Wednesday, 2 September 2009

The end of an 'era'

As time progresses, many are looking for the 'green shoots' of recovery (e.g. see my previous post) ... but many people are starting to realise we are coming to the end of an 'era' (see Stephanie Flanders' latest blog). With the UK consumer debt now standing at £1,400,000,000,000, and more & more people worried about their jobs (with unemployment continuing to rise rapidly), it's definitely time to start asking more questions ... the Government are trying to respond early to the risk of another 'lost generation' now too (and to try to reduce this risk of social unrest), but once again this only addresses the symptoms ... it does not fix the fundamental problem.

The fundamental problem is 'traditional economics' is 'too narrow in scope', and is 'effectively dead' ... and the current toxic mix of 'Poweromics' & 'Ignoromics' is now starting to collapse too (nb the advent of internet/mobile technology will predictably make this so) ... a new 'values system' will emerge, and a 'new economics' focused on 'adding value for others' will be needed (see Leanomics) too ... but such changes requires 'leaders' to learn from mistakes ... and they will need to do a U-turn in many of their policies & practices too ... but are the current 'leaders' likely to do this ... well history suggests not and recent articles suggest very different people will be needed to bring this about too ... so there's a lot more to do, and much more to come ... before we reach the 'real turning point' and start along the 'road to recovery', and the 'path to prosperity' ...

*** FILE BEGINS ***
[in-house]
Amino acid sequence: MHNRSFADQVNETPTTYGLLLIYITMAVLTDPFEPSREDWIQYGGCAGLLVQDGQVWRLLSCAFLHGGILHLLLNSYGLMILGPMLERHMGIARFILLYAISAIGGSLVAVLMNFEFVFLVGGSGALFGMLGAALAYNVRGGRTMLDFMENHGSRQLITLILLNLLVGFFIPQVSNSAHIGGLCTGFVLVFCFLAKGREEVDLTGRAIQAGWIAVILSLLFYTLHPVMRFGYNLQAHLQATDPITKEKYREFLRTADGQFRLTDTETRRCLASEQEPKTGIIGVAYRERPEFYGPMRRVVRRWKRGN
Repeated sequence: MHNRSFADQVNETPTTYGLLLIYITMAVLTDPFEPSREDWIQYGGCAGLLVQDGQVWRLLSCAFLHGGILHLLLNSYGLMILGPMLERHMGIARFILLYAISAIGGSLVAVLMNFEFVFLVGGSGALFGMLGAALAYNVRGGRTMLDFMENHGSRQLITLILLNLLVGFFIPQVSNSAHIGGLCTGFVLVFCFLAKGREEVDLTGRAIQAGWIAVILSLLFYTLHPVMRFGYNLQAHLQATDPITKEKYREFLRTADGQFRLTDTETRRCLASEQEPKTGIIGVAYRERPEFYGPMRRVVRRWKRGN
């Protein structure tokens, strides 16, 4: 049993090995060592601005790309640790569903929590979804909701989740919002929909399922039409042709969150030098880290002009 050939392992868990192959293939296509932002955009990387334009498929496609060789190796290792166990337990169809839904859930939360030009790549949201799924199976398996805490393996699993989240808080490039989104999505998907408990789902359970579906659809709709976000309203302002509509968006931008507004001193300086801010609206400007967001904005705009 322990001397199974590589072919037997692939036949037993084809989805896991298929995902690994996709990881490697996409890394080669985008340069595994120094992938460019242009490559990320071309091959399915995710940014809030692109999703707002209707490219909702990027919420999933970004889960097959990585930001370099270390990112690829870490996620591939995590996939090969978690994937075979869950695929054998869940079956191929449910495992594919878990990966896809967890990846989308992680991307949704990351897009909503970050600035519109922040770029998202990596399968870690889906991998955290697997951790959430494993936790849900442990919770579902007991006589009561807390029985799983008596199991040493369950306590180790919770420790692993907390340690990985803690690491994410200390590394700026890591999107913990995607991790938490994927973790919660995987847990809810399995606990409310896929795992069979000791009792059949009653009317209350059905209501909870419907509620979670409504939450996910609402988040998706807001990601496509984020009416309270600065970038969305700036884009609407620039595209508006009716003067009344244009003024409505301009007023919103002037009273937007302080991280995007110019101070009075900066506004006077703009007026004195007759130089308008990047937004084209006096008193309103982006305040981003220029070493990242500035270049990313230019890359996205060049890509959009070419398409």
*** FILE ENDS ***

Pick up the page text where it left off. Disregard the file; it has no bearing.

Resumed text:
For instance - take a look at my comment added to Stephanie's blog below:

Post 6 (leanomist) wrote:

"IMHO I believe we are coming to the 'end of an era' - and the signs of recovery should not be focused on house prices rising again, people starting to borrow heavily again, or GDP simply stabilizing (or rising slightly again). Traditional 'economics' is too narrow in scope, and effectively 'dead' ... and a 'new economics' will emerge (nb Dr. W. Edwards Deming highlighted the needs for this way back in the 1990's) and new 'economic indicators' will be needed. For those interested in exploring this a little more you can take a look at this post, which also looks at some alternative indicators to use whilst searching for signs of a 'turning point' and the 'start of the recovery'..."